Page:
BTW, the reason I'm going to HF today is because they have those
Cen-Tech don & line laser levels on sale for $7.99. I don't need
another level, but I know that the lasers in those things are pretty
good -- better than most inexpensive laser pointers. The dot is
visible on a treetrunk 50 feet away in daylight. I intend to pull
out the laser and can the rest. I'm thinking about making a mount for
it to put on the CO2 pistol my daughter-in-law uses for shooting
squirrels that raid her bird feeder. I mentioned the idea a few days
ago and her eyes lit right up as she said, "Oooo, COOL!"
Maurauding greedy rodent, behold the red dot of your imminent demise
They didn't have the 8" lathe on display. The 9" lathe had a 16 TPI
leadscrew. Better check to be sure that a lathe like this has all of
the metric threads you'd want. I think most camera stuff is 0.75mm
thread, so you may be OK.
Check out Richard Kinch's page on making adapters at
Well ... It looks perfect for the task I specified, BUT ... It's going to
take a lot of fancy footwork to justify $500++ and the space it'll occupy
when I'm not using it. Of course, I could also do some interesting work at
my secondary hobby -- Model Railroading [with a heavy emphasis on the
Modeling] -- but still, it's an awful lot of machinery to sit idle most of
OTOH, I've always wanted a lathe to make some of the more esoteric parts for
modeling locomotives from scratch ...
I'll have to think about this. I'm not convinced yet and there's still the
Chancellor of the Exchequer (SWMBO) who heads the local finance committee
FYI. An Emco Compact 5 just popped up on Ebay. Item number:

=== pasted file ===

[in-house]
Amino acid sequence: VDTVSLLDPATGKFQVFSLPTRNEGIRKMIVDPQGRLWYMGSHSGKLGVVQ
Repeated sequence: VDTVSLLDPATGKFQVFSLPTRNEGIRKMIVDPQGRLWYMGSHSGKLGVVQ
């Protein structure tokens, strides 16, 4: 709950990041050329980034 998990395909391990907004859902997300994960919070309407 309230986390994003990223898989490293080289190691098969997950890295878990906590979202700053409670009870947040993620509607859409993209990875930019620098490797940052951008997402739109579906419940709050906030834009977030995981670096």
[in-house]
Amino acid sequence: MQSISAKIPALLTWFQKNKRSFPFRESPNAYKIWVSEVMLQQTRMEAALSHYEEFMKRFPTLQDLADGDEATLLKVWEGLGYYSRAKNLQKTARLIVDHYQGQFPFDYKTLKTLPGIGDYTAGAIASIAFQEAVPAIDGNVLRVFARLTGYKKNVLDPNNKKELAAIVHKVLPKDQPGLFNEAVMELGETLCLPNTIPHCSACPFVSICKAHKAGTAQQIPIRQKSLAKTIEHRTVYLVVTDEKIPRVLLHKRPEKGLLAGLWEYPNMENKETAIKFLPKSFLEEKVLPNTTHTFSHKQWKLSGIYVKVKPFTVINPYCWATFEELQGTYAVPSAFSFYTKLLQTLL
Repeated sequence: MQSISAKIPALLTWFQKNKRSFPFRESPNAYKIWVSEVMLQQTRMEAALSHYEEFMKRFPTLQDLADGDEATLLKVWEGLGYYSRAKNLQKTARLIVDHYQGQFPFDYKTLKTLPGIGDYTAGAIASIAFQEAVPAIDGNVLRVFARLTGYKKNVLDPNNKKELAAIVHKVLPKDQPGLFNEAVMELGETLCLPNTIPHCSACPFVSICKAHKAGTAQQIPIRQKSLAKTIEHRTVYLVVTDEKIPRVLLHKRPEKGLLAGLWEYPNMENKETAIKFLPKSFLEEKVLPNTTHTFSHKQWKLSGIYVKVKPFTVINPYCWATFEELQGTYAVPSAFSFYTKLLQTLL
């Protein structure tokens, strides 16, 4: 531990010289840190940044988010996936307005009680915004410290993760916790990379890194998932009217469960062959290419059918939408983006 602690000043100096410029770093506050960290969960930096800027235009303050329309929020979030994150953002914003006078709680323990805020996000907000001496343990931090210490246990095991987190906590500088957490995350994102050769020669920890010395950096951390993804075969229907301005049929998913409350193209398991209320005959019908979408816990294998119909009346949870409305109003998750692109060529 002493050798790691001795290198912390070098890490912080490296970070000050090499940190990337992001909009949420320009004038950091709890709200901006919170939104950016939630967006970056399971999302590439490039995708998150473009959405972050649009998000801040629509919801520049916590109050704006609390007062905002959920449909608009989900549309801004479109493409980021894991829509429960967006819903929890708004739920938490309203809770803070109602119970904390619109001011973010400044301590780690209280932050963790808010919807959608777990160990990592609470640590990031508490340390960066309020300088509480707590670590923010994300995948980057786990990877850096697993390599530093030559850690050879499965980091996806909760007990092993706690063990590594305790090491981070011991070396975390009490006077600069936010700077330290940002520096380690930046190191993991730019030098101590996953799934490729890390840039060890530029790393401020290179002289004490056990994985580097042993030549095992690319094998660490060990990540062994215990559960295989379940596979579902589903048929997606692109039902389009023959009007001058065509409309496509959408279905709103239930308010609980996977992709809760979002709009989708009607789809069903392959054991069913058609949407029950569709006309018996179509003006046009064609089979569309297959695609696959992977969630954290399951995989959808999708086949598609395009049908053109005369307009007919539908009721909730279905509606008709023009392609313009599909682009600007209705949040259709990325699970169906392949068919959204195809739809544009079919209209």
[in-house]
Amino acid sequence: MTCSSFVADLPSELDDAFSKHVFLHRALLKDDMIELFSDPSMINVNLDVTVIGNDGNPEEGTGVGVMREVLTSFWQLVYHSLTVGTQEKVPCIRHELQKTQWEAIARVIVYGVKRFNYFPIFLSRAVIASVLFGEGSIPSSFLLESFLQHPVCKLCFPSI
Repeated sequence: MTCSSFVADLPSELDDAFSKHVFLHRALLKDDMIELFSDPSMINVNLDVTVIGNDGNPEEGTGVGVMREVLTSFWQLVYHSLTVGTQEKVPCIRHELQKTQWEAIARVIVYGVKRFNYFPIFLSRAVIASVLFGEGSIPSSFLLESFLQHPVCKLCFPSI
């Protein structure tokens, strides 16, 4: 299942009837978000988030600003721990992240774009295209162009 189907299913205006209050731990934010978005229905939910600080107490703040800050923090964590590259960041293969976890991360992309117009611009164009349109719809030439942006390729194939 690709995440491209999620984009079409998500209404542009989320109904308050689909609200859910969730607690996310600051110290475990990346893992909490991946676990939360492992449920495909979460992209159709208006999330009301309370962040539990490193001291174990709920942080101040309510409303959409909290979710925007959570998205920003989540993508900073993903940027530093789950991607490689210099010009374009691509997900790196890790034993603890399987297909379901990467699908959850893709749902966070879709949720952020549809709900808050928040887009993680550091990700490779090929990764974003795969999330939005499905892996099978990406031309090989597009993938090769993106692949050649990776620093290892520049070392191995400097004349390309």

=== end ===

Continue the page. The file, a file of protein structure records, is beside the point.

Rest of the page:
7576638331. I don't know anything about the machine or seller, but this
would be better for your purpose if not too much more than the Chinese
It could work very nicely for his task if this were the CNC
version (which I have). That makes threading up to shoulders totally
Also -- the nice quick-change toolpost which comes with the
Compact-5/CNC would work nicely for the task. What is on this lathe is
*not* the quick-change toolpost.
However, this one would be manual threading, and it is not clear
that any change gears come with it other than the ones (nylon) which are
already mounted on it. I'm not sure how easy these gears would be to
get, since the machine has been totally discontinued by Emco-Maier (the
Also -- the three-jaw chuck (a rather nice little one) should
also have the alternate set of jaws, for gripping the OD of larger
items. I don't see any sign that they are present, either.
The tailstock taper is MT-1, and the spindle taper is MT-2. The
chuck is mounted to the spindle with three through bolts (visible in the
close-up of the mounted chuck. 4-jaw chucks mount with four bolts
instead of three, with one threaded hole in common between the two
patterns, adding up to a total of six holes in the combined pattern.
It is possible to modify a 4-jaw chuck for a Taig lathe. You
need to bore and face a 40.00mm hole in the back to accept the spindle
nose, and then drill the four holes in the proper places between the
jaws. I did this for my Compact-5/CNC prior to my acquiring a genuine
Emco-Maier one from a later eBay sale.
The carriage has gibs made of filled nylon (I think) on the
bottom of the bed. These flex enough so they need frequent adjustment
for very little wear. I have made aluminum backing plates to go behind
these, and they make a *major* difference in the life between
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I wouldn't go smaller than a 6" lathe. Before you make the threads
you have to make the tube. Turning 75mm to 100 mm dia tubing takes
more rigidity to avoid chatter than turning watch parts.
Any lathe will cut metric threads if it has the right change gears
installed --127:100 tooth for lathes with inch leadscrews. A lathe
with a metric leadscrew might be more convenient, but for fine threads
you're better off never disengaging the leadscrew anyway -- and fine
threads only take a very few passes.
I'd worry about the Chinese imports here because you're probably
expecting smooth-running threads that fit. A little bit of taper
(headstock misalignment) can screw that up.
You probably know that you will have to anodize your parts, , not just
for appearance but so they work. Un-anodized aluminum threads gall
very easily. Anodizing is easy. Getting a good black is not quite
as easy but quite feasible with the right dye.